4. As the leader - attend every event.
As the organizer of the group you will need to be at all of the events. This can get quite exhausting so be certain to only choose events that you would be happy attending even if no one shows up. It is hard for a group to get off the ground if new members show up and no one is there.
5. Consider charging dues.
In my experience people are more committed to the groups that they pay for and gifted groups are no exception. Perhaps offer a free trial period after which you ask for an annual dues. This will attract members who value what you provide, weed out those who are not willing to get involved on a regular basis,
6. Decide on a forum
Personally I love using meet up because initially it markets to those interested in your type of group which gains you members right away, it is so easy to use, member dues are easy to set up and charge for, and scheduling events and keeping track of RSVP's is a breeze.
7. Pick a name for your group.
I think it is easiest to go with your city so people can find you
8. Market your group.
This one can be challenging for people but honestly- there are families out there right now that are desperately seeking what you have to offer. Consider marketing on homeschool forums, through friends, or through local professionals who specialize in gifted.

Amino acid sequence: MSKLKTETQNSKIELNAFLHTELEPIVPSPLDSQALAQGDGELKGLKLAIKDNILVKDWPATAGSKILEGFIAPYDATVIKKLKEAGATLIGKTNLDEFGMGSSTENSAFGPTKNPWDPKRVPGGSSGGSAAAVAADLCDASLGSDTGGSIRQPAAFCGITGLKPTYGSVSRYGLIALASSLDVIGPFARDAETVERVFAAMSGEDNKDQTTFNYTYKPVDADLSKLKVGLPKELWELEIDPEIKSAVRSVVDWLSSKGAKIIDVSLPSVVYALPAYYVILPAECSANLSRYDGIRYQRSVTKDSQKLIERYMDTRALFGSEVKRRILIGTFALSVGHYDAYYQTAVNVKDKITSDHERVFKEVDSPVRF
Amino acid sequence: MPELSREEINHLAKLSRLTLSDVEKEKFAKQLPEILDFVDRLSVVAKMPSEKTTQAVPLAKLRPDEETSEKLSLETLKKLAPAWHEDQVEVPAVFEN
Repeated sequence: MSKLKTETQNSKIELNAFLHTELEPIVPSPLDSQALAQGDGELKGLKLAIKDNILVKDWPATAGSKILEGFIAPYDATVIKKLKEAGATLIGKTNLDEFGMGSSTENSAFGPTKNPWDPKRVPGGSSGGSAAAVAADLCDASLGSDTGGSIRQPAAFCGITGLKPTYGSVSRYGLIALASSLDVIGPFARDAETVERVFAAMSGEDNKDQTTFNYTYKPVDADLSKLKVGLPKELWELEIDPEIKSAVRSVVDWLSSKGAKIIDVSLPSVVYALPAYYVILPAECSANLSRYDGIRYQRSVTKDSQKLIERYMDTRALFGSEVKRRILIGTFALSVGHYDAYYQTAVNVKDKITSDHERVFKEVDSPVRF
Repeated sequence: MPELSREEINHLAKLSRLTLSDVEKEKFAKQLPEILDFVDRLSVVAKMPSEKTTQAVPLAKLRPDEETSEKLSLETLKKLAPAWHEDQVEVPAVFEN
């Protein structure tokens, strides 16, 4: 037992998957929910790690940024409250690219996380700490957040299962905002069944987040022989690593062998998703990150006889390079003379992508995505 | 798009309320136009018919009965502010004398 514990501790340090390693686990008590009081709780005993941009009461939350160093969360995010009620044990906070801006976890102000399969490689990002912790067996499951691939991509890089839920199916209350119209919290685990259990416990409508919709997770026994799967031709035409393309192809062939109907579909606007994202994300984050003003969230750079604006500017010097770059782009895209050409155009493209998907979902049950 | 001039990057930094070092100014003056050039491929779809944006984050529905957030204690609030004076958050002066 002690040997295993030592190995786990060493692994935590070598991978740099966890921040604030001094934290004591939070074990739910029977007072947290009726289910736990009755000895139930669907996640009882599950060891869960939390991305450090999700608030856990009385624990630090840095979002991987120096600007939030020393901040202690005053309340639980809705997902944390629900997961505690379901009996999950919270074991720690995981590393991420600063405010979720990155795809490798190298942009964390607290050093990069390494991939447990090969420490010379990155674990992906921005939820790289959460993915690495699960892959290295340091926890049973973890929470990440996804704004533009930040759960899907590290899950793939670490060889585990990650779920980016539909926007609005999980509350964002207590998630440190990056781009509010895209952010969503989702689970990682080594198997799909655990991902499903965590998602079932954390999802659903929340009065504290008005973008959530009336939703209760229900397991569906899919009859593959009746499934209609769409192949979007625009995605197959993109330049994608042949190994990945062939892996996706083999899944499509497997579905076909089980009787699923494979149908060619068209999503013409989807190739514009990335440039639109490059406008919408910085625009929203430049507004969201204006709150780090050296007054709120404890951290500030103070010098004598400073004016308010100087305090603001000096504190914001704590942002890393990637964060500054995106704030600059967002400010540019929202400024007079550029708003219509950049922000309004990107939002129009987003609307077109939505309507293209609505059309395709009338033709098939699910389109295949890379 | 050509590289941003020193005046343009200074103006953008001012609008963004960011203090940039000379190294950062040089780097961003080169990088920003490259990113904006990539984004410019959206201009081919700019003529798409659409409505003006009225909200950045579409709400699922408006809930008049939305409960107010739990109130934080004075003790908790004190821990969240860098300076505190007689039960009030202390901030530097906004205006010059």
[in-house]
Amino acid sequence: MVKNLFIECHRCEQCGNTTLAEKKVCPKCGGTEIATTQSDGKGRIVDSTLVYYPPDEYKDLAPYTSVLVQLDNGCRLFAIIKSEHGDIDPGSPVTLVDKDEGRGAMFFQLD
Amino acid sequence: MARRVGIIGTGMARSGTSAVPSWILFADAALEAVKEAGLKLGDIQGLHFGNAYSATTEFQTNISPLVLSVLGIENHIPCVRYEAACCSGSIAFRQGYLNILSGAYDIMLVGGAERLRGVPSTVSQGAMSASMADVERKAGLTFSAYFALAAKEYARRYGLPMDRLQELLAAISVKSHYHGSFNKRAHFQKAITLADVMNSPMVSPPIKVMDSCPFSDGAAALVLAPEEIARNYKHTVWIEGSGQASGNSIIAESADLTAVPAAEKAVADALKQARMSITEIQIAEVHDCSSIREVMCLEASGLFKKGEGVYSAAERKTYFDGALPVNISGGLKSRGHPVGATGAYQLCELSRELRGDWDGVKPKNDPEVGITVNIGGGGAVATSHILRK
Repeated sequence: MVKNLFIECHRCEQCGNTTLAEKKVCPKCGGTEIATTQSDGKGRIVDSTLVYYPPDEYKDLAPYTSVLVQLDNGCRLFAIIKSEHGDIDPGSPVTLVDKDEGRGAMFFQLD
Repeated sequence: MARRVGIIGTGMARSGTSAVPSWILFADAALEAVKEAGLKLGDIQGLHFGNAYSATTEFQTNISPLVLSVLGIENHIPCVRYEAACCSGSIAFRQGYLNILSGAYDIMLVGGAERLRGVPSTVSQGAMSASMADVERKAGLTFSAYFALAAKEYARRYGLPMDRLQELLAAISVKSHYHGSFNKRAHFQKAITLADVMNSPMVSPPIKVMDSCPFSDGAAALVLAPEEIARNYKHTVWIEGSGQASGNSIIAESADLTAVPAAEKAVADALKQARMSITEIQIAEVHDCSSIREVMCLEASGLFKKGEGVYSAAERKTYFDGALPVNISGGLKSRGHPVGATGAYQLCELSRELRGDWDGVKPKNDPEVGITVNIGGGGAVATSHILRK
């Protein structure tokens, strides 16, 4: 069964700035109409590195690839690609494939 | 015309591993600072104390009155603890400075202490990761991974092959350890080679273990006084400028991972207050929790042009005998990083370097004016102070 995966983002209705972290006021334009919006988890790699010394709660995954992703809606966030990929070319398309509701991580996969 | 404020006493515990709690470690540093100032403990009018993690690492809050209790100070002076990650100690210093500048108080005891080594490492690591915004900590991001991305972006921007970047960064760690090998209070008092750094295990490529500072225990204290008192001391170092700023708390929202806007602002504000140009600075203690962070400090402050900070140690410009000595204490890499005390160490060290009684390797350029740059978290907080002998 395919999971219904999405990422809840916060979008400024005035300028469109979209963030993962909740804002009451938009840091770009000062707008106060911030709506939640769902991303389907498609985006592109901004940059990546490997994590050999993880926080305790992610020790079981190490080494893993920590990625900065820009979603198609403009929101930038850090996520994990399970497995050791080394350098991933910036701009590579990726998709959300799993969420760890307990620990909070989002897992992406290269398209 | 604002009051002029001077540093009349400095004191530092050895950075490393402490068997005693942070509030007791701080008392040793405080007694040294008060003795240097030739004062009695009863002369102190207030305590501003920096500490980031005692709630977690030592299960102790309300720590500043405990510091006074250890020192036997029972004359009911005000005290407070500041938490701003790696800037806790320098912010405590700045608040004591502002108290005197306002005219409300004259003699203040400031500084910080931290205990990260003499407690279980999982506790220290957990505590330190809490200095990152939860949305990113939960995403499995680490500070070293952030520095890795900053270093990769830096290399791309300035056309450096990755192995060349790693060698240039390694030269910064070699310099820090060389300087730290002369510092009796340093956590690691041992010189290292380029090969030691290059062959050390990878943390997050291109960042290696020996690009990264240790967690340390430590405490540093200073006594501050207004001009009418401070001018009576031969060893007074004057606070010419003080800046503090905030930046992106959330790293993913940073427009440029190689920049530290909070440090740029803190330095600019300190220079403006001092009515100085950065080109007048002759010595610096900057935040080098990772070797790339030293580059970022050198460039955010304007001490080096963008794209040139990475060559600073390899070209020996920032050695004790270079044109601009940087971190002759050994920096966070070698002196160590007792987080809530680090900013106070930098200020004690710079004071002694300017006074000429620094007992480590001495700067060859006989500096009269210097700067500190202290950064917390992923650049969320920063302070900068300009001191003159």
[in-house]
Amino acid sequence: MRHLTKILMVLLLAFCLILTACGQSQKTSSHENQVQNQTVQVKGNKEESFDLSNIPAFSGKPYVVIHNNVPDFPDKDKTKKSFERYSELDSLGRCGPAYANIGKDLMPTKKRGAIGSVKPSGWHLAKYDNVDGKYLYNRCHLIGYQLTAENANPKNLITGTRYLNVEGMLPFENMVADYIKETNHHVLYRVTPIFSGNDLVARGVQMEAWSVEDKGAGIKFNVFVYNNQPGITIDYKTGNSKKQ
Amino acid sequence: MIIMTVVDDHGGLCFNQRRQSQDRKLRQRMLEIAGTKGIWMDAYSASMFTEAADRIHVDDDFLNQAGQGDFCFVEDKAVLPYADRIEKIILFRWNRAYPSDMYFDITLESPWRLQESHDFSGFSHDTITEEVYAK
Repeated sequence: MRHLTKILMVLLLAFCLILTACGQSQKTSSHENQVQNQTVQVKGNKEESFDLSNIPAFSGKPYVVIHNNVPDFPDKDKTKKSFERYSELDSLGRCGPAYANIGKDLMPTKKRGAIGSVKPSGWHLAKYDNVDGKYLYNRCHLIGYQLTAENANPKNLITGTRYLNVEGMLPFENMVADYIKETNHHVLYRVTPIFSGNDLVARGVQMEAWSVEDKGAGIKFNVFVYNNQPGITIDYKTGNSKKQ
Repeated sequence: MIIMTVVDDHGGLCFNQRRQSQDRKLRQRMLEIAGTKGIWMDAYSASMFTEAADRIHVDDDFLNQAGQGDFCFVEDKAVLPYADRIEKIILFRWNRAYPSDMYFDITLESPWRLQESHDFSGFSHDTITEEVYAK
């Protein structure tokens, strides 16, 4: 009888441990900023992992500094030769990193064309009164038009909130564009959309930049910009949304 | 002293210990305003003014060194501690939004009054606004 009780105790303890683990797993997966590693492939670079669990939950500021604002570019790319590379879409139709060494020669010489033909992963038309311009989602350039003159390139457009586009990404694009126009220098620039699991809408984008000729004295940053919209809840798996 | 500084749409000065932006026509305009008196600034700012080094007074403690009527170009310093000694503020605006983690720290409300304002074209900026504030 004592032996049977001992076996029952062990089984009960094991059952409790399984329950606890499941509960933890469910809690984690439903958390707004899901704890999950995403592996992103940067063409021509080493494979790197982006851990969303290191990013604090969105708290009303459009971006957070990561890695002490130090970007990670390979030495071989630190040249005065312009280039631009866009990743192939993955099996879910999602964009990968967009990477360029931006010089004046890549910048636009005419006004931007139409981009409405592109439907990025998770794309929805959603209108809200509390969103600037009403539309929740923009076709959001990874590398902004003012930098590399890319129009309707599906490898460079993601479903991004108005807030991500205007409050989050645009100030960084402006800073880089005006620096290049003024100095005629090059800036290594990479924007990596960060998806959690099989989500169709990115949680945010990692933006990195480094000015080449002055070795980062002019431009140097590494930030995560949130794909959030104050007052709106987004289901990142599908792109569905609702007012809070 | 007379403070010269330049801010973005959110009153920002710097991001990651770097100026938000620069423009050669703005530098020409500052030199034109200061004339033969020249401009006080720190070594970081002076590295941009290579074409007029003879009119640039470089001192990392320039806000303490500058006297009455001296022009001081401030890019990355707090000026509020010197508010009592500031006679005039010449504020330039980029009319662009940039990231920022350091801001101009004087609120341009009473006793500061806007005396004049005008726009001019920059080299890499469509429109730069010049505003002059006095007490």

9. Be an advocate and don't be afraid of the word gifted .
I feel strongly that we must be advocates for our kids so that they know that being gifted just means it is how you are wired so I don't shy away from the word which is not always easy for people. It doesn't mean that we think our kids are better than anyone else. It means that they have unique needs and go through the world a bit differently than others. It is true that some people have not always been kind but the joy I get from watching my kid thrive in this community far outweighs any of the misunderstanding and I find that using the word gifted in my group name helps people find us. .
10. Above all have fun!
Enjoy the process and have fun!! Our gifted community has been the biggest and most unexpected gift for my family in our homeschooling journey. I wish you all the success in starting your own thriving group!
Bookclub Gathering in the Park
"El Deafo" 2015
Recently someone was asking me about teaching kids who are unmotivated, lazy and prone to daydreaming. She was watching her child slowly shut down in school and in the back of her mind, she wondered if he would be successful there long term. I'd been in her shoes so I understood what she was asking. She wanted to know if she pulled her son out of school would he just want to sit around and watch t.v. all day. She was afraid. How could she as a mom get him to do anything at home that at all resembled learning when he so clearly lacked a desire to learn?
Oh... I just wanted to share with her the beauty that I have witnessed over the past five years in my home since we started homeschooling. By letting go of all the negative thinking, by letting go of worrying about what everyone else was doing and really paying attention and seeing my children as whole, I began to see them as magnificent human beings with their own interests, wants and needs that are so uniquely theirs' and no one elses. Once I let go of the pushing, prodding and forcing them to learn what someone else wanted them to learn , magic started to happen. They started to want to learn for themselves.